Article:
Before You Die

War graves

Live now

In which Mike learns to live NOW

As Mike walked into the conference room he couldn’t help noticing that there was a picture of a gravestone on John’s laptop. It was a good shot, if a little macabre. John left the laptop lid up but said nothing about the photo. “How’s it going?”

“Good, thanks” said Mike “It’s really odd but since we last met I’ve been using scales everywhere and it’s really changed my outlook. I’m still not really sure how it works but when I ask other people what 10/10 would be, they all seem to know and it activates some sort of action. It’s strange but I’m having fun with it.”

“That’s good” said John “and there’s more. And to find the more we are going to have to think about the end. Your end to be more specific. Let me ask you another question. At what time, in most peoples lives, do they realise they might have some regrets or have missed some opportunities?”

Mike was puzzled “I don’t know, towards the end I suppose when they are old or sick or both?”.

“That’s right and by then it is probably too late. It’s ironic. At the end of your life you finally have the free time you’ve been waiting for but now lack the energy or money to do anything with it. The time to consider these things is now, while you can still do something about it.”

“What do you think the average lifespan for a man in the UK is?”

“About 95?” said Mike

“Nope, it’s more like 80. You are 35 now which means you have just 45 years left if you are going to live an average lifetime. Apologies for being so brutal but you are nearly halfway through your life. What do you really want to do with the time remaining?”

“Take a look at these” he passed Mike a copy and began to read out the questions on his pad. Assume you have 45 years left of life…”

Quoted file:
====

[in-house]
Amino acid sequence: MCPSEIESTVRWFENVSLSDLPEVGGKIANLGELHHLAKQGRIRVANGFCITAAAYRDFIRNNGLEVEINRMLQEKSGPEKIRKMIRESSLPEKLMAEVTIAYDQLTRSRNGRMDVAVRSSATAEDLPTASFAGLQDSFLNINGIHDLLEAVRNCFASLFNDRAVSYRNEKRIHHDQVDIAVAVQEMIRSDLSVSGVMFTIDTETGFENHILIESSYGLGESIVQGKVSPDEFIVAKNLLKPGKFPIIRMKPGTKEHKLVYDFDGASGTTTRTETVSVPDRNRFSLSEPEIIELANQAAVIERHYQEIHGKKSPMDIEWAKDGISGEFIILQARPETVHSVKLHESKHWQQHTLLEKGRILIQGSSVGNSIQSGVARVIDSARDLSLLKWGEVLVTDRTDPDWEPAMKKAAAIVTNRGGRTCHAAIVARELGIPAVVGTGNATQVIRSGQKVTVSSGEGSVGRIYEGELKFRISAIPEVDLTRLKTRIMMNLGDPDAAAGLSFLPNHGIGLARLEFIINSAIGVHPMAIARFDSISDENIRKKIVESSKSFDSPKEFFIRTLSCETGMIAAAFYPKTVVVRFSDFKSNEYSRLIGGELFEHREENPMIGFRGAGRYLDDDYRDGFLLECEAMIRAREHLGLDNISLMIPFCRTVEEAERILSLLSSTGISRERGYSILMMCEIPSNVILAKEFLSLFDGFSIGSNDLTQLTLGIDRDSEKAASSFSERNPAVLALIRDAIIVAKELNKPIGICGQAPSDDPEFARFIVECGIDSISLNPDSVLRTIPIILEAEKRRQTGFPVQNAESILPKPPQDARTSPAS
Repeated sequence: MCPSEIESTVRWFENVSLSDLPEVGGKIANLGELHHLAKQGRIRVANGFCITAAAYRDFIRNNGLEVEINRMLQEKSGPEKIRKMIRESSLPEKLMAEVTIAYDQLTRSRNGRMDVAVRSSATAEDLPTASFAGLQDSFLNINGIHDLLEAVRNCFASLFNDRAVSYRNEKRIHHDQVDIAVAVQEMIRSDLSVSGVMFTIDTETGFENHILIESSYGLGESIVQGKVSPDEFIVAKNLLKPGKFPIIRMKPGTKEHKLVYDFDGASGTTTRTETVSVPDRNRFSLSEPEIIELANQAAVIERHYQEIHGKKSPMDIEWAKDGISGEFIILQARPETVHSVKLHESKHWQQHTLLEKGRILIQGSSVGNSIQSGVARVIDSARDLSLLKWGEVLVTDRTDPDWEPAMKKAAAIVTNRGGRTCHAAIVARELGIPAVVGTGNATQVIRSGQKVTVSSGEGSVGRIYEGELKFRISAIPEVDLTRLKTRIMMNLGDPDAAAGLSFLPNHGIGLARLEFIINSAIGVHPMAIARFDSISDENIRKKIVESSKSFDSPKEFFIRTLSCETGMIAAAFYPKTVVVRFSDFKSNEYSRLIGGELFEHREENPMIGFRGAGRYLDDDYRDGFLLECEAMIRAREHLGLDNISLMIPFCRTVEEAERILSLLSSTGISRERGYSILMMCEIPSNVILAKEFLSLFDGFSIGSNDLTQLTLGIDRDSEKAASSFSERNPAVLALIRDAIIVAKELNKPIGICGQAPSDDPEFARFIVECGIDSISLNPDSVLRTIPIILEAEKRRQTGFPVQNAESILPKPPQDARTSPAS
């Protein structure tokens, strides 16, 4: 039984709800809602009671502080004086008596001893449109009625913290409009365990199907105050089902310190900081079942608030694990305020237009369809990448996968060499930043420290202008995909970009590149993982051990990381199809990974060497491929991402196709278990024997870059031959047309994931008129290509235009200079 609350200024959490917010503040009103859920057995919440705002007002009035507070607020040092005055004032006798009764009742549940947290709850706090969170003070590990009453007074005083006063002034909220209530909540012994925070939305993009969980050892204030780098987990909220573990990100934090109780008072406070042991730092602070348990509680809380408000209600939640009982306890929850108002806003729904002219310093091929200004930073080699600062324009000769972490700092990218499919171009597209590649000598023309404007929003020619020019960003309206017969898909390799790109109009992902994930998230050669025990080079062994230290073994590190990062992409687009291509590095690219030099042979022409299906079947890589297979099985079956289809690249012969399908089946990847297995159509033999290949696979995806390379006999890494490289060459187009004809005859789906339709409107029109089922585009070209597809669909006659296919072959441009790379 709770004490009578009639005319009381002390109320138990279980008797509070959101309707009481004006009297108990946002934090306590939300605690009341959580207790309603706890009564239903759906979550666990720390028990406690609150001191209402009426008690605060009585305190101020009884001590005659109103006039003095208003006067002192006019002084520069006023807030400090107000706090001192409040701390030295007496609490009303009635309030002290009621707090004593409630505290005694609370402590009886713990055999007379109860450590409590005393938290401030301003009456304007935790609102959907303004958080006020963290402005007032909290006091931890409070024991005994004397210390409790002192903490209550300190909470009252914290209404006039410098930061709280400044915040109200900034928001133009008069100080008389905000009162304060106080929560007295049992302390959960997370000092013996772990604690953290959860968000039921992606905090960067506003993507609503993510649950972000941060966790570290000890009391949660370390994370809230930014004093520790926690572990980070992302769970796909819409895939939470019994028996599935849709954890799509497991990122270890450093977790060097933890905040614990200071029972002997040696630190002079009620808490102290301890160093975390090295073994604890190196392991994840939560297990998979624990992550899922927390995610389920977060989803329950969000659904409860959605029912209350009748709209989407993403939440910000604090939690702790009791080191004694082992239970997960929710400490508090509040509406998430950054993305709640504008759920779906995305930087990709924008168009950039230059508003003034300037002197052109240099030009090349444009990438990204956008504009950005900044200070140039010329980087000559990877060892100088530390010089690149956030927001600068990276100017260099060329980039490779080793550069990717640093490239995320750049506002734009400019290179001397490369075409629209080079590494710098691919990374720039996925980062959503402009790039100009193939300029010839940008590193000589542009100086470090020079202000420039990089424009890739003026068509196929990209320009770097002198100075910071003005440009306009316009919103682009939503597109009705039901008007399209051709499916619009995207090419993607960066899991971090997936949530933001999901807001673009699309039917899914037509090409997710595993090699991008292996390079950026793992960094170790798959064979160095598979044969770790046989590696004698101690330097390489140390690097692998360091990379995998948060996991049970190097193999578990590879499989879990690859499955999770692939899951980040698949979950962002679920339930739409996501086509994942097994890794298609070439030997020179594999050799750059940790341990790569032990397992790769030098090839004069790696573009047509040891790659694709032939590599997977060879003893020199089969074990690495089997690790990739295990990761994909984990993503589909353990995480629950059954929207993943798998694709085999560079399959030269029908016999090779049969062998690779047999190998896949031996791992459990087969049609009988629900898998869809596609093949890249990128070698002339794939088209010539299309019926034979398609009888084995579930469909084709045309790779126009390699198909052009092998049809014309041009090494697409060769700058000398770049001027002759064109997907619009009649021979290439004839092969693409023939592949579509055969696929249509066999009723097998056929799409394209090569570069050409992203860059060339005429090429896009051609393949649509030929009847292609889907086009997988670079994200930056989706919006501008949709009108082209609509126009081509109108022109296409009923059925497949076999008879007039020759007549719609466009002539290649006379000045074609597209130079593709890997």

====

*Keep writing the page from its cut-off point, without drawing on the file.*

• ‘Who would you like to MEET in the time remaining?’
  • ‘Where would you like to GO? What would you like to SEE?’
  • ‘Is there anything you would love to LEARN or ACHIEVE in this time?’

“Yes, yes” interrupted Mike “I’ve always wanted to fly helicopters but never done anything about it.”

  • ‘What EXPERIENCES would you like to have?’
  • ‘What things would you like to OWN?’
  • ‘And the last thing to think about is your legacy, what would you like to LEAVE BEHIND you when you go from here? Or put another way, what CONTRIBUTION do you want to make to the world? If any?’

“Forty-five years” repeated Mike, “That’s a lot to think about. It feels like a long time and a short time if you know what I mean?”

“Hmm” said John. “Sobering and exciting at the same time. Forty-five years. That’s quite a long time and almost anything is possible if you spread it out over this time. If you’ve nursed a desire to see the Grand Canyon then why not make a plan to see it in five years and start moving towards it now? Same with your helicopter idea. It may seem daunting and unobtainable now but broken down into little pieces, you easily have the time.”

“What about the money” countered Mike “What stops me with most of these things is thinking about how much they will cost and then I think I’ll do them when I retire.”

“Maybe you will” replied John. He paused. “Do you know what Albert Einstein called the most incredible power in the universe?”


“The power of compound interest. Look it up. Compound interest means that for the price of the money you fritter on regular album downloads, you could easily have a Grand Canyon holiday in a few years.”

“OK, I get it. It’s like when we talked about turning wishes into reality. If I really want it I can start taking small actions now to have it happen in the future.”

“Exactly, each week you get to decide – do I want this new album or do I want that trip? Sometimes you can have both, sometimes you need to make a choice.”

“Well then, while we are being blunt about death, I’ve got to ask you about that picture” said Mike pointing to the laptop.

“Oh that?” He grinned. “I’m doing a Seven Ways Workshop next week and I needed a really strong picture to get the audience thinking – they are all students and probably feel immortal. That should get them thinking. Here’s the worksheet I’m going to use…”

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